Monday 19 November 2018

Settlers thrown off Palestinian land

Israeli police evict Jewish settlers at the West Bank settlement of Netiv Ha’avot yesterday after Israel’s Supreme Court ordered the eviction. Photo: AP
Israeli police evict Jewish settlers at the West Bank settlement of Netiv Ha’avot yesterday after Israel’s Supreme Court ordered the eviction. Photo: AP

Israeli police have started evacuating Jewish settlers from 15 homes built illegally on private Palestinian land in the West Bank.

Dozens of settlers protested with some throwing stones and bottles at police.

Police said three officers were lightly wounded in the scuffles and police arrested two people. Protesters opposed to the move also blocked the entrance to Jerusalem, jamming traffic.

A spokesman said the evacuation proceeded mostly smoothly, with families leaving their homes without resisting.

After the eviction, Israeli forces are expected to demolish the structures in the Netiv Ha'avot outpost. The government said it will compensate the residents and rebuild their homes on nearby lands that are not privately owned.

Israel's supreme court ordered the eviction because the homes were built on private Palestinian land. A law passed last year legalising dozens of settler outposts in the West Bank is being challenged at the High Court.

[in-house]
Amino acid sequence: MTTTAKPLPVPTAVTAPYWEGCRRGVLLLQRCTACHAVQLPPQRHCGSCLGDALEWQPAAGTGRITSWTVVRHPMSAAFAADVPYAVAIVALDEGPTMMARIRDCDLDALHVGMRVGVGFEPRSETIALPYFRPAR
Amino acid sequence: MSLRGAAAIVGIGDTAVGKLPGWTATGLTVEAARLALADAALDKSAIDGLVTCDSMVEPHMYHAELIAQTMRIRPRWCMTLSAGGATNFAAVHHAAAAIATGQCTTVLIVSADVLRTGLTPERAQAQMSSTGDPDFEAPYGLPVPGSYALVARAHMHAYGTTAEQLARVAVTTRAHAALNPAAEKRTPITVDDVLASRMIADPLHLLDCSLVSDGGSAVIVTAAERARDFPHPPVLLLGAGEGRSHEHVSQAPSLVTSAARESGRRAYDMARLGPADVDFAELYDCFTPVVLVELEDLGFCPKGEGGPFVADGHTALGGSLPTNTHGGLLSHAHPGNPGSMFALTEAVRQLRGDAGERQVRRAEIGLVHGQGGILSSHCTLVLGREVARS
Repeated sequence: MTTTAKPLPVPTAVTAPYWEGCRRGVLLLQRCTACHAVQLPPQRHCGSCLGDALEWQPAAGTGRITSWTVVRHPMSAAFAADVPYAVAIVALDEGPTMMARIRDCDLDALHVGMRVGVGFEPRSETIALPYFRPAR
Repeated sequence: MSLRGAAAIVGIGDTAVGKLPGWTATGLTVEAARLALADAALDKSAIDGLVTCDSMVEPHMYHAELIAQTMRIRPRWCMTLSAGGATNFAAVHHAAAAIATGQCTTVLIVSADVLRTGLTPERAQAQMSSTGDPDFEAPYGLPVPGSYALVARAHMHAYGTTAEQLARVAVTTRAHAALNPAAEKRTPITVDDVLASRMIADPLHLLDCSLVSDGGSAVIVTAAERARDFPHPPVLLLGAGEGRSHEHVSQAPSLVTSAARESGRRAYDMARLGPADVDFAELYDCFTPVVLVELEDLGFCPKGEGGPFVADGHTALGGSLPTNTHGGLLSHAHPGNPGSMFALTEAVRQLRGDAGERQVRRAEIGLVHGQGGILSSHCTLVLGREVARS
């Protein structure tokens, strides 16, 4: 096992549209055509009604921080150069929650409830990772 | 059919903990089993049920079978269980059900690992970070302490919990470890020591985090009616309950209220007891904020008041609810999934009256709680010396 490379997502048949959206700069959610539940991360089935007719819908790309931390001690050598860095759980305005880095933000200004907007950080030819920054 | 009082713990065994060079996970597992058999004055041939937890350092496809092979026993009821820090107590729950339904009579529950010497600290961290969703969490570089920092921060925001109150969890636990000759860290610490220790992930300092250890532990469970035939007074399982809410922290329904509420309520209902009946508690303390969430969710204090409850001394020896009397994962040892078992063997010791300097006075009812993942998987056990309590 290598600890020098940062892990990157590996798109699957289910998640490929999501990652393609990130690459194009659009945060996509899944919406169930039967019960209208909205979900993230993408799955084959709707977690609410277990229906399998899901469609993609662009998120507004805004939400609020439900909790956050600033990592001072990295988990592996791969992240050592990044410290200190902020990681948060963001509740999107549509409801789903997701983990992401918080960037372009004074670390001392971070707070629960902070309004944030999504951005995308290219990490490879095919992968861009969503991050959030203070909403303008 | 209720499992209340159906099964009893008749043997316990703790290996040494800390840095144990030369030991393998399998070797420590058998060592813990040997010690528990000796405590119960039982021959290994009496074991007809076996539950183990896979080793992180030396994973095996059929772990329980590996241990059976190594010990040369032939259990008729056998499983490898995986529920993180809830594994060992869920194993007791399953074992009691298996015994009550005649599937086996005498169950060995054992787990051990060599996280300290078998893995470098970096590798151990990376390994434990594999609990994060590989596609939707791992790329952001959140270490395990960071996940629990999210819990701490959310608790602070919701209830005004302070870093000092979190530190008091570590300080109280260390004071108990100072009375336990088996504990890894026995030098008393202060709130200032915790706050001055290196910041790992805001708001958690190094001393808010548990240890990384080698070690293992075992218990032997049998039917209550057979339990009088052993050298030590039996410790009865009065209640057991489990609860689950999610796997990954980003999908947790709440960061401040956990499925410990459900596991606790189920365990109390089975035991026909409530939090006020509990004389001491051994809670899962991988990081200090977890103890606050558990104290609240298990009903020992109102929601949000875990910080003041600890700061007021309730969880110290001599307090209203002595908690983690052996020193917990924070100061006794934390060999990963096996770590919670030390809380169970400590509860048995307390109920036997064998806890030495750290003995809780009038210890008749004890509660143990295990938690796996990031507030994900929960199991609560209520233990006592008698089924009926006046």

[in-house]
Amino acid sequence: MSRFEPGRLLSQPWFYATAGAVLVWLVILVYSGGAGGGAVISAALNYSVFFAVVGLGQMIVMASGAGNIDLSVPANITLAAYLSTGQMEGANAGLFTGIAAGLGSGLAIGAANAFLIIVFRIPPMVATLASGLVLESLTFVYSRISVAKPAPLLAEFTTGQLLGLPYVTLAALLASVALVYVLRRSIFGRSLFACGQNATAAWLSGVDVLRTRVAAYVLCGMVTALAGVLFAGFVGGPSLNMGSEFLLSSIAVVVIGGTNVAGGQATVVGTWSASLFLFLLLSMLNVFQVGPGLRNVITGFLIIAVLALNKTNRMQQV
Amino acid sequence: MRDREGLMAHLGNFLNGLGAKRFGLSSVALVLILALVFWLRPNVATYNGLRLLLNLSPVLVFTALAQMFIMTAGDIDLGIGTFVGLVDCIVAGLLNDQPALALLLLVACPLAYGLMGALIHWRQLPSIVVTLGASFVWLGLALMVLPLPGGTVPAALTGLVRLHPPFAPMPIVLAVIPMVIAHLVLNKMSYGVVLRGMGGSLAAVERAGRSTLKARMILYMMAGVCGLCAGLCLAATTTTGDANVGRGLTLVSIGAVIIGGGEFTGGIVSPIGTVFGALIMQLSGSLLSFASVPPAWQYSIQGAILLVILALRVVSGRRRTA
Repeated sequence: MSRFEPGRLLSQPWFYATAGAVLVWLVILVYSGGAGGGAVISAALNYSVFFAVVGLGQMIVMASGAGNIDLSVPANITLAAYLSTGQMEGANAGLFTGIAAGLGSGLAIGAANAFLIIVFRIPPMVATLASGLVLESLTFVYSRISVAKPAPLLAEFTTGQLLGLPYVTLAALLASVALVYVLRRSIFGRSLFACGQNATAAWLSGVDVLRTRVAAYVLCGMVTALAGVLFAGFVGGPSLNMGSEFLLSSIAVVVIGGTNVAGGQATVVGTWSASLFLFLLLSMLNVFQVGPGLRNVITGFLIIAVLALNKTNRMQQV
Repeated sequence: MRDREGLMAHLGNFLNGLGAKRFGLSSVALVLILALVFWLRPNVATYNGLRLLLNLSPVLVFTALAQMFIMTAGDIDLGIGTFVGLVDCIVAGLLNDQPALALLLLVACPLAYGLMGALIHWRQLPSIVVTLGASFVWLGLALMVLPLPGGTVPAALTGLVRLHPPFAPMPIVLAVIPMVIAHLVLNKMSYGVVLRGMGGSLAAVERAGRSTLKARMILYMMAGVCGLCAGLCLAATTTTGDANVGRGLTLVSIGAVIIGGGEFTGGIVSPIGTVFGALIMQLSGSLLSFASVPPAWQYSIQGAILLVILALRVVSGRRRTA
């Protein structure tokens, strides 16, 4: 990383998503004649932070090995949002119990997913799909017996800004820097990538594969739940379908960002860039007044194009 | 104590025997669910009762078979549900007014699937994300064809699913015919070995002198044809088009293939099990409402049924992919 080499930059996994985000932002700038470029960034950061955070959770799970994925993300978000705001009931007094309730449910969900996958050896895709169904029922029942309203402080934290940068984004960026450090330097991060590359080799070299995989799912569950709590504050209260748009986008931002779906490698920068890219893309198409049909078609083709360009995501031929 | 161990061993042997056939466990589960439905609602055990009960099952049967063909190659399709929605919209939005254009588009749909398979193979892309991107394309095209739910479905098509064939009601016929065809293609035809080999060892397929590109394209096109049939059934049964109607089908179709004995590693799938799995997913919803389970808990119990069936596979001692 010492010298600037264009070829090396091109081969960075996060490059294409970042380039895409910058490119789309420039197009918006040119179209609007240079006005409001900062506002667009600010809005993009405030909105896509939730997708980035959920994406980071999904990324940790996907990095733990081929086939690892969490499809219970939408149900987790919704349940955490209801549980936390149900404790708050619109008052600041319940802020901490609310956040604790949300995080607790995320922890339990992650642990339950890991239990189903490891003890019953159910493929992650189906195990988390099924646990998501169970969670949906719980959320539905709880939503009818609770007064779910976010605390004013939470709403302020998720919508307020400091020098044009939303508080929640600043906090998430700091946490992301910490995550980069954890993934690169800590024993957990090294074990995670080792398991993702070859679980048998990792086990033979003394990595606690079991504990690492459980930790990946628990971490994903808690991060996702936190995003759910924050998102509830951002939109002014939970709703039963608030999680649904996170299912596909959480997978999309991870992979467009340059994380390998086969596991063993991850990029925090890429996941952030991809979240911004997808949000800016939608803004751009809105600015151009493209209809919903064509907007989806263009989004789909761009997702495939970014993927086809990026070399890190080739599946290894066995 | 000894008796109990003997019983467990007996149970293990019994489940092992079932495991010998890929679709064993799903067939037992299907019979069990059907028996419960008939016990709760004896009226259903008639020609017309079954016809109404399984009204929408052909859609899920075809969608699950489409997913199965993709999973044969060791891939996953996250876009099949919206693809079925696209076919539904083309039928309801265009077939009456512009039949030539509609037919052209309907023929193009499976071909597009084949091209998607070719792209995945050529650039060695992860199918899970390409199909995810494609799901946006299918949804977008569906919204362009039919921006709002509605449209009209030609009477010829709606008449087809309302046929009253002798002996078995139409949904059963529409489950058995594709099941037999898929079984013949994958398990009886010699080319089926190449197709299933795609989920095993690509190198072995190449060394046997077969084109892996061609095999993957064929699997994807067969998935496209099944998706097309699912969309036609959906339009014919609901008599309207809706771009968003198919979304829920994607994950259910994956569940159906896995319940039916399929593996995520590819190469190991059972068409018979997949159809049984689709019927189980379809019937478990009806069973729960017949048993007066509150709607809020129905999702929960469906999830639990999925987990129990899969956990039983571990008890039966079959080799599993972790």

Israel captured the West Bank and east Jerusalem from Jordan in the 1967 war and today approximately 600,000 settlers live in those areas.

Most of the international community considers settlements to be either illegal or illegitimate. The Palestinians seek the territories along with the Gaza Strip for their hoped-for state.

Meanwhile, an Israeli cabinet minister says the meeting between President Donald Trump and North Korean Leader Kim Jong-un was important for the Middle East.

Yuval Steinitz said that North Korea giving up its nuclear weapons would send a "strong" signal to Iran.

He says it would "increase the pressure on Iran" to give up its nuclear infrastructure and capabilities.

Israel has staunchly opposed the deal between Iran and world powers meant to curb its nuclear programme, which the US withdrew from last month.

Both the US and Israel hope Trump's withdrawal can lead all sides into addressing what they say are the deal's shortcomings.

Irish Independent

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